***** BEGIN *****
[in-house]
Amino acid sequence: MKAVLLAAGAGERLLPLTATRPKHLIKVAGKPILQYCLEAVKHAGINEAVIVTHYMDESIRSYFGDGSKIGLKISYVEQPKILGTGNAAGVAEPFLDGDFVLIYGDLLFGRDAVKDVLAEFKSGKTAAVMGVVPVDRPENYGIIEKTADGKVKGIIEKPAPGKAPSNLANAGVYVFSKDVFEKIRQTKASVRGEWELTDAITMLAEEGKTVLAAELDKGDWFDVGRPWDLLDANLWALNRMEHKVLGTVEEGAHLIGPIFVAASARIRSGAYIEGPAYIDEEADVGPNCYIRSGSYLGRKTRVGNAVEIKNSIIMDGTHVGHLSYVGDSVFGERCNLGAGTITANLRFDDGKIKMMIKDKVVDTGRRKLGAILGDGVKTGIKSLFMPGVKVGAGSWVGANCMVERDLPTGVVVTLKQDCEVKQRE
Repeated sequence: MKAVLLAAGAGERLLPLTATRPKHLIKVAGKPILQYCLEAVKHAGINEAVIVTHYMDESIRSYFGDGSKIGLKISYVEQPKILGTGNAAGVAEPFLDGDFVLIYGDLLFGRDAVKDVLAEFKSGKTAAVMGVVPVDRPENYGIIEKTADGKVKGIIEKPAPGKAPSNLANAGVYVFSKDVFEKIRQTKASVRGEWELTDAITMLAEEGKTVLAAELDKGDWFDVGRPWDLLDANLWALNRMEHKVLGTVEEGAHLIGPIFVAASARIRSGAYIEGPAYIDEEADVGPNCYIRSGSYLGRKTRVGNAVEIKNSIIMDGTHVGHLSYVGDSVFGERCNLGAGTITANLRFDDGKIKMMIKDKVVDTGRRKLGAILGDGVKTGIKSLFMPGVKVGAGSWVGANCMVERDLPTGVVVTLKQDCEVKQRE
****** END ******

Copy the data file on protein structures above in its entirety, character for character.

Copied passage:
[in-house]
Amino acid sequence: MKAVLLAAGAGERLLPLTATRPKHLIKVAGKPILQYCLEAVKHAGINEAVIVTHYMDESIRSYFGDGSKIGLKISYVEQPKILGTGNAAGVAEPFLDGDFVLIYGDLLFGRDAVKDVLAEFKSGKTAAVMGVVPVDRPENYGIIEKTADGKVKGIIEKPAPGKAPSNLANAGVYVFSKDVFEKIRQTKASVRGEWELTDAITMLAEEGKTVLAAELDKGDWFDVGRPWDLLDANLWALNRMEHKVLGTVEEGAHLIGPIFVAASARIRSGAYIEGPAYIDEEADVGPNCYIRSGSYLGRKTRVGNAVEIKNSIIMDGTHVGHLSYVGDSVFGERCNLGAGTITANLRFDDGKIKMMIKDKVVDTGRRKLGAILGDGVKTGIKSLFMPGVKVGAGSWVGANCMVERDLPTGVVVTLKQDCEVKQRE
Repeated sequence: MKAVLLAAGAGERLLPLTATRPKHLIKVAGKPILQYCLEAVKHAGINEAVIVTHYMDESIRSYFGDGSKIGLKISYVEQPKILGTGNAAGVAEPFLDGDFVLIYGDLLFGRDAVKDVLAEFKSGKTAAVMGVVPVDRPENYGIIEKTADGKVKGIIEKPAPGKAPSNLANAGVYVFSKDVFEKIRQTKASVRGEWELTDAITMLAEEGKTVLAAELDKGDWFDVGRPWDLLDANLWALNRMEHKVLGTVEEGAHLIGPIFVAASARIRSGAYIEGPAYIDEEADVGPNCYIRSGSYLGRKTRVGNAVEIKNSIIMDGTHVGHLSYVGDSVFGERCNLGAGTITANLRFDDGKIKMMIKDKVVDTGRRKLGAILGDGVKTGIKSLFMPGVKVGAGSWVGANCMVERDLPTGVVVTLKQDCEVKQRE